Campaigners will take part in a day of action today against controversial plans to scrap the Education Maintenance Allowance (EMA).
It comes as MPs prepare to vote on a motion, during an opposition day debate in Parliament, that calls for the Government to rethink its plans for the grant.
Ahead of this afternoon's debate, campaigners will hold a lobby in the House of Commons.
EMA teenagers from two London colleges will take part in specially-arranged lessons at Parliament during the morning, and students are to hand out "save EMA" biscuits outside Parliament.
The EMA is a weekly payment of between £10 and £30 given to the poorest 16 to 18-year-olds, living in households earning under £30,800 a year, to help them stay in education.
But the Government has announced the grant is to be withdrawn, and it is has already been closed to new applicants.
Campaigners are warning that scrapping the grant will affect thousands of youngsters who rely on the money to help fund their studies.
Sally Hunt, general secretary of the University and College Union (UCU), said the Government's decisions over the EMA have been a "complete shambles".
"First they pledged they would not axe it, now they say they will.
"They clearly have no understanding of how important the EMA is or the difference it makes to so many people's chances of improving themselves.
"Once again, they look horribly out of touch with the majority of people in the country - something highlighted by the revelation that the Education Secretary decided to axe the EMA despite never having visited a further education college."
Today's vote is "a chance for all MPs to put a stop to the mess the Government is making of the EMA and ensure they think again", she said.
Ms Hunt added: "I urge every MP to use their vote to really make a difference to the life chances of thousands of young people across the country. With the job market as it is, we cannot afford to consign a whole generation to the scrapheap of inactivity."
Martin Doel, chief executive of the Association of Colleges (AoC), said: "Given the exceptional level of public support for EMAs and the political interest in the issue - as well as the wealth of new evidence about their positive impact - it is time the Government thought again about the proposed abolition.
"While we understand the ongoing pressures on the public purse, we believe that these young people are being asked to bear a disproportionate burden."
A survey conducted by UCU with the AoC found that seven in 10 EMA recipients said they would have to drop out if their grant was withdrawn.
The UK's biggest union has warned that educational and employment opportunities for thousands of young people would be "blighted" if the allowance is scrapped.
Unite's new leader Len McCluskey said: "These plans make a sad mockery of the Government's claims that it is interested in promoting job creation and will damn hundreds of thousands of young people who will be unable to reach their full potential as citizens."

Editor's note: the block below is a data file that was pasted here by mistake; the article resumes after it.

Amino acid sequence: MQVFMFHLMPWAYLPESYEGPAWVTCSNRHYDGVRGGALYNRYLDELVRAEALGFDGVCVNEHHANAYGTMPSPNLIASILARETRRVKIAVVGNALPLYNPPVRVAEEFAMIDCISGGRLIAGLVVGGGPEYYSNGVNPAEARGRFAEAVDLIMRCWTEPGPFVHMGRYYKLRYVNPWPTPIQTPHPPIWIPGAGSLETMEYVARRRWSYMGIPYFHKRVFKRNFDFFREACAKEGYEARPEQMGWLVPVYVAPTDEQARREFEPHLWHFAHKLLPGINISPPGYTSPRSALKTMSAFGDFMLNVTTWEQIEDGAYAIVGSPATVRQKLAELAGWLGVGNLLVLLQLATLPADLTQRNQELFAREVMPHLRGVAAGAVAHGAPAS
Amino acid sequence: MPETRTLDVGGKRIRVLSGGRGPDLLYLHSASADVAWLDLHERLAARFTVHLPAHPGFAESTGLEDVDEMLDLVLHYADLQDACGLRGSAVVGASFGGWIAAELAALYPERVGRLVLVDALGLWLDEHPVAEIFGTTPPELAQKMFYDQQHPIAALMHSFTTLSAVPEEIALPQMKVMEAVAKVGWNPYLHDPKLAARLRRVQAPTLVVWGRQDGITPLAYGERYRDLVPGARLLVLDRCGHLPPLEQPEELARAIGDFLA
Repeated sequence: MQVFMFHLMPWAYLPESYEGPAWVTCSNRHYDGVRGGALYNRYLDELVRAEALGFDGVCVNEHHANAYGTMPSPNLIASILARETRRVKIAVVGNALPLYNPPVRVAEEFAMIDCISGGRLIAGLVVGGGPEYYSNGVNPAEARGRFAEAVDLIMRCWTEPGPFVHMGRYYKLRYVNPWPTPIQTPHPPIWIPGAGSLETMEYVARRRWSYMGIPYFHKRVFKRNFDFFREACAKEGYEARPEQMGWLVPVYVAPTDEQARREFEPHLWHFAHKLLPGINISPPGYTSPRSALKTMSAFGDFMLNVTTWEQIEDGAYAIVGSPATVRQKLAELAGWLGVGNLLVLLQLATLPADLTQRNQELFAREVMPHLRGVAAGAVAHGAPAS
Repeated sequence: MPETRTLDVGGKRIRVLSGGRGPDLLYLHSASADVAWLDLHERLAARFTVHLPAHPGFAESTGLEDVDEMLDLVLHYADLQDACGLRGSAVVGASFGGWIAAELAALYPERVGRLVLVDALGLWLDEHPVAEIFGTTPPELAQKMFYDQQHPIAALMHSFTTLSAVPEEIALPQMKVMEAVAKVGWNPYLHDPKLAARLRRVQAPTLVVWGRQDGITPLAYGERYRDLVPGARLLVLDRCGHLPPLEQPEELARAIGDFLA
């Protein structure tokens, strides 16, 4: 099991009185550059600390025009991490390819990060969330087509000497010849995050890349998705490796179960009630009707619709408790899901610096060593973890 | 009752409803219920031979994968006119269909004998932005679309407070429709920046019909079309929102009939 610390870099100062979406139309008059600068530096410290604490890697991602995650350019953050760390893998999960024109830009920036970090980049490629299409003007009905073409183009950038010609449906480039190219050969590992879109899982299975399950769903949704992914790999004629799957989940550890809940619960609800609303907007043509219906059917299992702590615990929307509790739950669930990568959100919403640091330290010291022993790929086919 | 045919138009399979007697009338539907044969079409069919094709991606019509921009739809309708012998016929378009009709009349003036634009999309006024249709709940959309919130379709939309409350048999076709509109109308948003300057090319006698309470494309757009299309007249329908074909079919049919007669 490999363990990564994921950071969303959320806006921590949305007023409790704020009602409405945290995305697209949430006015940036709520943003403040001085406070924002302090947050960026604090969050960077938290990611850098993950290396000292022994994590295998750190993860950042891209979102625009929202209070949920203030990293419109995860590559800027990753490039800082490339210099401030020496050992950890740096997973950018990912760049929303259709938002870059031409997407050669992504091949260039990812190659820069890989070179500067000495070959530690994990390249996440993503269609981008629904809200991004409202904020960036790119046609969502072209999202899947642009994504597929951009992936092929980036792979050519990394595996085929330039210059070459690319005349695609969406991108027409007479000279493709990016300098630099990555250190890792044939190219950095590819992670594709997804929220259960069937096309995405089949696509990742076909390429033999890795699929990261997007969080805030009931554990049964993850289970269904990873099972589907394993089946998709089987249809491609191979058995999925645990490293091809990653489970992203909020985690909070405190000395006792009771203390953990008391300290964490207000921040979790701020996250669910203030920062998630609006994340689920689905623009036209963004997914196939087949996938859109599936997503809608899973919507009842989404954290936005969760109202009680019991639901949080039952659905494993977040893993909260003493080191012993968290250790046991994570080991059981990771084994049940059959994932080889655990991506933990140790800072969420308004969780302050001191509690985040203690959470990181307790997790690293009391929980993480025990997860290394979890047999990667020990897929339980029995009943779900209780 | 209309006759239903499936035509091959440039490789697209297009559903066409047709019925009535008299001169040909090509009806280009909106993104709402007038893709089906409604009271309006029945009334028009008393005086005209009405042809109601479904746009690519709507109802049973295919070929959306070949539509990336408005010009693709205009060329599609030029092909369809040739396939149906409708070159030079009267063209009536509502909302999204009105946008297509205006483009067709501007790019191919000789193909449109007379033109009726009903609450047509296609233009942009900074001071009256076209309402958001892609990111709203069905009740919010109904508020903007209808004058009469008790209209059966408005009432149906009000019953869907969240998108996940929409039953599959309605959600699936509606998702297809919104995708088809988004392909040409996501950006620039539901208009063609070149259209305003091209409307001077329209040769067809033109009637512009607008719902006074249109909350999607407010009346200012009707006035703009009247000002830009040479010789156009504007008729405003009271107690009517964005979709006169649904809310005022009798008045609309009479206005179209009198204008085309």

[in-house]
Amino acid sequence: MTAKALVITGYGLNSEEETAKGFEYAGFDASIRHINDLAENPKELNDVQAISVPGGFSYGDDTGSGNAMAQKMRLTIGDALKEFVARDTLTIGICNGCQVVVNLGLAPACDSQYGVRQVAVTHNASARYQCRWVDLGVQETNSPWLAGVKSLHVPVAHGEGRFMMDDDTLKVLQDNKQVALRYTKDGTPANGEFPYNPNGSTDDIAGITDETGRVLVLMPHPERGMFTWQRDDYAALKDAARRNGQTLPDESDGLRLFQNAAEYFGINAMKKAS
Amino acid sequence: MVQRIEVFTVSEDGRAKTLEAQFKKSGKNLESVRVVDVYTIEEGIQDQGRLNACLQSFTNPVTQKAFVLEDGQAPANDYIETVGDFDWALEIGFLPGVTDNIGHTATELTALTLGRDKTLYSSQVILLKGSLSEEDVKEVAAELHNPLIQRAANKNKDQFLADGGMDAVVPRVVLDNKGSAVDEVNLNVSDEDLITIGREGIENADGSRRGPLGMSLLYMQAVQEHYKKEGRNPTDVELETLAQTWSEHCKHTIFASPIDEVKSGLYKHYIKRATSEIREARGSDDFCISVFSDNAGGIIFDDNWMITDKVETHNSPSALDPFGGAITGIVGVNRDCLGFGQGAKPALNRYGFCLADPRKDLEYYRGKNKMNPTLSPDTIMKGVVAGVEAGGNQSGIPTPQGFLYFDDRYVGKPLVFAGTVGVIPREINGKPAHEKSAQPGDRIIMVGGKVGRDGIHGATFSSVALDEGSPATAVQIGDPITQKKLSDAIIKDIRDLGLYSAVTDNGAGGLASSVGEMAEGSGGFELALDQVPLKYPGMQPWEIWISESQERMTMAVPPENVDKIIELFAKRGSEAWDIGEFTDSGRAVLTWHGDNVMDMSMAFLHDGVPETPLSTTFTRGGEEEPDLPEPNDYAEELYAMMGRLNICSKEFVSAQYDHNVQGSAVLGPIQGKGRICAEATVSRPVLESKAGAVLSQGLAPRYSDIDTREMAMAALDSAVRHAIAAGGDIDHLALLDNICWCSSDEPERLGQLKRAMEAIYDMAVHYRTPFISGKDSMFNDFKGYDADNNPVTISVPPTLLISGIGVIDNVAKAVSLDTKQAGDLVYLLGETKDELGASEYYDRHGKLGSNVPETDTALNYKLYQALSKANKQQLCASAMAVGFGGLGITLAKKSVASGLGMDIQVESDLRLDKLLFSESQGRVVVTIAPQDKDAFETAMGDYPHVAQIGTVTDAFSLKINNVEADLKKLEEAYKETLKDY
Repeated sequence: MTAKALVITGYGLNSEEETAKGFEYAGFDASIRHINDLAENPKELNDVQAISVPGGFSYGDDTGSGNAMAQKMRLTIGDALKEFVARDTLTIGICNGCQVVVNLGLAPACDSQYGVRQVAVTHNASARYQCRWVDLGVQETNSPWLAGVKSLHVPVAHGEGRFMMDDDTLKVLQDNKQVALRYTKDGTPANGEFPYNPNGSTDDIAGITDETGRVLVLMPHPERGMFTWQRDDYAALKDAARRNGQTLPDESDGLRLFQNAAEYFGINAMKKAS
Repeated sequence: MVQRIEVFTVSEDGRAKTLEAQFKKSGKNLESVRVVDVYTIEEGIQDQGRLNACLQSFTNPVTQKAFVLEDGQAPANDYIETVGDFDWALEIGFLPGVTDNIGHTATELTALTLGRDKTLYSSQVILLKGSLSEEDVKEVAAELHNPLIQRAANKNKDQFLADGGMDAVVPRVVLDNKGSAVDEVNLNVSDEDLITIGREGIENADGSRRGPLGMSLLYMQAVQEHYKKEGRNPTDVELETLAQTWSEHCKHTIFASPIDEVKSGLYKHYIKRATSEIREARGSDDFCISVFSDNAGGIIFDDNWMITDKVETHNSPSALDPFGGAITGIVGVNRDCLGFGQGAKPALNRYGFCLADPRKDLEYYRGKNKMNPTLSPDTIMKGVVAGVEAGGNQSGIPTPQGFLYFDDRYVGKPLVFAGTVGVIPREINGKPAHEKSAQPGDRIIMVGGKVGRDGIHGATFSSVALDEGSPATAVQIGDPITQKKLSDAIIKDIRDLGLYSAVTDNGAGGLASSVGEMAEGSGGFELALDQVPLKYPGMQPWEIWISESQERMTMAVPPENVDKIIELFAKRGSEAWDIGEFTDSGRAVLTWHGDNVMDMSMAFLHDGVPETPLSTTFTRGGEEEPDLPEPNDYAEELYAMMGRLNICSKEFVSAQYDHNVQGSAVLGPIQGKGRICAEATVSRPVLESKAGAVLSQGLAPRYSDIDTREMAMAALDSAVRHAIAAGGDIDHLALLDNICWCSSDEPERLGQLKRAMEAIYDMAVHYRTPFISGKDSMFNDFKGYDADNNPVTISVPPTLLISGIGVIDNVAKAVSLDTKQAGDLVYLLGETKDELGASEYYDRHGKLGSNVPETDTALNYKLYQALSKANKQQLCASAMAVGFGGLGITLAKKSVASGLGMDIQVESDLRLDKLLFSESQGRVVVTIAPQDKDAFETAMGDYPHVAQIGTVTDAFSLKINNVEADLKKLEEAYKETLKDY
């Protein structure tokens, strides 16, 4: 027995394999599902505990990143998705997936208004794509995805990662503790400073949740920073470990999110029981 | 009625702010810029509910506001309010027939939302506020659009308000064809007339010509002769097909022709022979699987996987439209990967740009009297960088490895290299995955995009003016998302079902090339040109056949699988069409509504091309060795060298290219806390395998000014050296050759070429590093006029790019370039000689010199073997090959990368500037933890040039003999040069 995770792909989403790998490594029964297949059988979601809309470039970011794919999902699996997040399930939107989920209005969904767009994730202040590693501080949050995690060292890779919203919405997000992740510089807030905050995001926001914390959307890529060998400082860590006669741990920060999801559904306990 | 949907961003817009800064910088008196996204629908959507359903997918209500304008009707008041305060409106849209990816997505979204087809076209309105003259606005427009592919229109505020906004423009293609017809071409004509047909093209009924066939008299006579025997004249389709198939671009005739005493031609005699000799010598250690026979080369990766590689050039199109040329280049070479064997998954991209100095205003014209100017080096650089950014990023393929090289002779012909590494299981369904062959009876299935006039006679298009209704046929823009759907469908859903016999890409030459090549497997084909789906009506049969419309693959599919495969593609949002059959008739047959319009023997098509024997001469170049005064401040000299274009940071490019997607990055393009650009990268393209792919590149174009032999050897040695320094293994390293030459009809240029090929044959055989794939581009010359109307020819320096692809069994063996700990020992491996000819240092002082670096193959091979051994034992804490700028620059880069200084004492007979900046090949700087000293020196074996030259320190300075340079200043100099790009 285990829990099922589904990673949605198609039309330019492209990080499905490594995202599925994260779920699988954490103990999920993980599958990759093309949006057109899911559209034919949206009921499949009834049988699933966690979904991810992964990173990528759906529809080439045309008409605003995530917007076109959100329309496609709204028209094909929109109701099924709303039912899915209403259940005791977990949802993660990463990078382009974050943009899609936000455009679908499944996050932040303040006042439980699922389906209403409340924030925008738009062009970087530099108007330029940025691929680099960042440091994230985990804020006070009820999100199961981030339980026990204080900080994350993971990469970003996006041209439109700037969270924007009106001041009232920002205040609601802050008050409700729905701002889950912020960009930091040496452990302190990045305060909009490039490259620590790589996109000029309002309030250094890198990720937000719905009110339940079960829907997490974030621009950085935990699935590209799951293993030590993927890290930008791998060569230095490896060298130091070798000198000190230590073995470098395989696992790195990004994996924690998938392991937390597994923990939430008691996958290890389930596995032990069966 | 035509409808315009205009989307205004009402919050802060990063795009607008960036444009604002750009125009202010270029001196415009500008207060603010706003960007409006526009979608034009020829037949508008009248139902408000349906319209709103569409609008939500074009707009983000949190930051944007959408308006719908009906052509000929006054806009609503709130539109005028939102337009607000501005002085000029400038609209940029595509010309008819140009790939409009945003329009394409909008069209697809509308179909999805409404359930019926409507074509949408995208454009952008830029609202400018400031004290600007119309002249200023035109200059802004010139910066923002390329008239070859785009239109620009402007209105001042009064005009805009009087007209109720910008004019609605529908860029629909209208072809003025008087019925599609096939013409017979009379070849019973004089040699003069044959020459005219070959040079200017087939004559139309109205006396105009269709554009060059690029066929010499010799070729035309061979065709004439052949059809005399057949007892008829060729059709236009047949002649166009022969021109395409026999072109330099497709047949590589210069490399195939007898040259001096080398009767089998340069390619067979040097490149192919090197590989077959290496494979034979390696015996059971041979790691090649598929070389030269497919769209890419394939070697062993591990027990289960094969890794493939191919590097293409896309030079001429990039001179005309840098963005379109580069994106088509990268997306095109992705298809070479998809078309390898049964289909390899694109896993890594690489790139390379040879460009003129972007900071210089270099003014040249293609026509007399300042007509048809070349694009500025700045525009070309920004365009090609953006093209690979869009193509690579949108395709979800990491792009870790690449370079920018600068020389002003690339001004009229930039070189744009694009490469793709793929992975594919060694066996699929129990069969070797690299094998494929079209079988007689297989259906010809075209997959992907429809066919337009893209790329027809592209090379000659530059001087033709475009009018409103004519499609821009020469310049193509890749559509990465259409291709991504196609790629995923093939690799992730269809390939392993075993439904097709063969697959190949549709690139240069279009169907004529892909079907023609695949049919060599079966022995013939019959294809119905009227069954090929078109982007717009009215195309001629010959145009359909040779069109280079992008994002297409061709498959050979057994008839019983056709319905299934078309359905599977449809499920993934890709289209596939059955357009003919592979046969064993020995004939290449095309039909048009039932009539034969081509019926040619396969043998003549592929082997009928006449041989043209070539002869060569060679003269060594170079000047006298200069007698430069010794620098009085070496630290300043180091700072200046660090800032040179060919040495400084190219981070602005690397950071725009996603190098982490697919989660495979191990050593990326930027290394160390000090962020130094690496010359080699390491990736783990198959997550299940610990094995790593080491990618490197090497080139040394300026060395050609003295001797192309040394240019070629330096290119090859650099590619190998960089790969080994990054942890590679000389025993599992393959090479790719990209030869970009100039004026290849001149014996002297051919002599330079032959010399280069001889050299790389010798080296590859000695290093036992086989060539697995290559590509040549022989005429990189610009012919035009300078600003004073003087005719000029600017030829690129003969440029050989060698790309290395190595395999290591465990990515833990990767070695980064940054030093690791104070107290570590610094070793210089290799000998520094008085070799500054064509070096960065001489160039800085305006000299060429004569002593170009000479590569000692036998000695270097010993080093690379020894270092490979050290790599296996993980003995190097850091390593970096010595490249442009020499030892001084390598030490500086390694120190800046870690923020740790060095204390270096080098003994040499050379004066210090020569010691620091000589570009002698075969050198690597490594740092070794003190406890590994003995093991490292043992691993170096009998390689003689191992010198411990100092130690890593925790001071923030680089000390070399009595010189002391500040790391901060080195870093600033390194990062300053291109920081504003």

Conservative chairman of the Commons education select committee Graham Stuart told BBC Radio 4's Today programme: "The EMA goes to nearly half of all 17-18-year-olds in full-time education in the country. As few as one in ten students would not continue if it were not for the EMA.
"The Government's case is that savings have to be made somewhere and, after the orgy of spending under Labour, the Government has nothing but a diet of hard choices and this is one of them."
He said the Government was working on a replacement scheme to be administered by schools and colleges.
The Education Activist Network (EAN) said it has planned a march to start from Piccadilly at 4pm, and ending at Parliament Square where a rally will take place around 5pm.
EMA students and further education lecturers are expected to speak, according to (EAN) spokesman Mark Bergfeld.
The Metropolitan Police said officers will be handing out leaflets telling demonstrators what to expect from police during the event.
The leaflet contains information about what demonstrators can expect to see, what officers will be wearing and what to do if there is violence. It also gives information on the practice of "kettling" protesters and when it might be used.
Chief Superintendent Peter Terry, from Scotland Yard's Public Order Branch, said: "Recently we have seen many young people turn up to protest in the capital and some of them have got caught up in the disorder and violence and are now facing court with possible life-changing consequences.
"We want protesters to have a better understanding of what to expect, what the policing operation will look like on the day, and what action we could take and why, so there will be no surprises."
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